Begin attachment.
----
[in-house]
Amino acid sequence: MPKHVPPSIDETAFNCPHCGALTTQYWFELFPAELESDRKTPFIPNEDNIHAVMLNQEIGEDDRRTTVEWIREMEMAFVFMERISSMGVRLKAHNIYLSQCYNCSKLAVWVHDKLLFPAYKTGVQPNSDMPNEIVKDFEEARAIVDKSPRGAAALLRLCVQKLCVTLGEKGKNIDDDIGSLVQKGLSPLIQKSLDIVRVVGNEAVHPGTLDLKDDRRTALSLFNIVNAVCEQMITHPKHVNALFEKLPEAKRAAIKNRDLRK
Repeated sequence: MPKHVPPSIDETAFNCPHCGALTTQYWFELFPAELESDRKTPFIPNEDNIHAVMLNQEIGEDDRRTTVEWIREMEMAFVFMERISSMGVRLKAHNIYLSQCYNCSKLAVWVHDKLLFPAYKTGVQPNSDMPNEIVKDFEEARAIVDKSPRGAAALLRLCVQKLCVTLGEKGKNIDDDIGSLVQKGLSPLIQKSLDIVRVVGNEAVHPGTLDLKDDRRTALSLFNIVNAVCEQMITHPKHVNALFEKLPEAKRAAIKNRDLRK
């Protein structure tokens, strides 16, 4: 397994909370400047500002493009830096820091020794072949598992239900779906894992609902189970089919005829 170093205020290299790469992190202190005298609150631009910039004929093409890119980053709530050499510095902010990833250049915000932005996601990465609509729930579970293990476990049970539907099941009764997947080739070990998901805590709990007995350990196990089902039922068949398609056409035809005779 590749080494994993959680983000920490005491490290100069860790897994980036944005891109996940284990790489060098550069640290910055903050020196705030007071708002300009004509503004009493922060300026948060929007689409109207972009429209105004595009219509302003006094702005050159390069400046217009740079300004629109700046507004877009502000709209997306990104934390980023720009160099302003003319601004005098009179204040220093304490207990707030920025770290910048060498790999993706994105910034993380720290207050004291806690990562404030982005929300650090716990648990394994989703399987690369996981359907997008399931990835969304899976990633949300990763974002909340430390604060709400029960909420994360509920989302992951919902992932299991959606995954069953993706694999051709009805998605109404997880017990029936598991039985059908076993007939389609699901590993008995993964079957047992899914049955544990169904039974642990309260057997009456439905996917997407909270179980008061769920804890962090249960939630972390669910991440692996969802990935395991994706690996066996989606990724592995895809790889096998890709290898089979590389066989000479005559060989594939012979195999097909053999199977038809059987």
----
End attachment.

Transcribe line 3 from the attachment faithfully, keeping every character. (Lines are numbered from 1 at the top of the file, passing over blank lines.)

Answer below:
Repeated sequence: MPKHVPPSIDETAFNCPHCGALTTQYWFELFPAELESDRKTPFIPNEDNIHAVMLNQEIGEDDRRTTVEWIREMEMAFVFMERISSMGVRLKAHNIYLSQCYNCSKLAVWVHDKLLFPAYKTGVQPNSDMPNEIVKDFEEARAIVDKSPRGAAALLRLCVQKLCVTLGEKGKNIDDDIGSLVQKGLSPLIQKSLDIVRVVGNEAVHPGTLDLKDDRRTALSLFNIVNAVCEQMITHPKHVNALFEKLPEAKRAAIKNRDLRK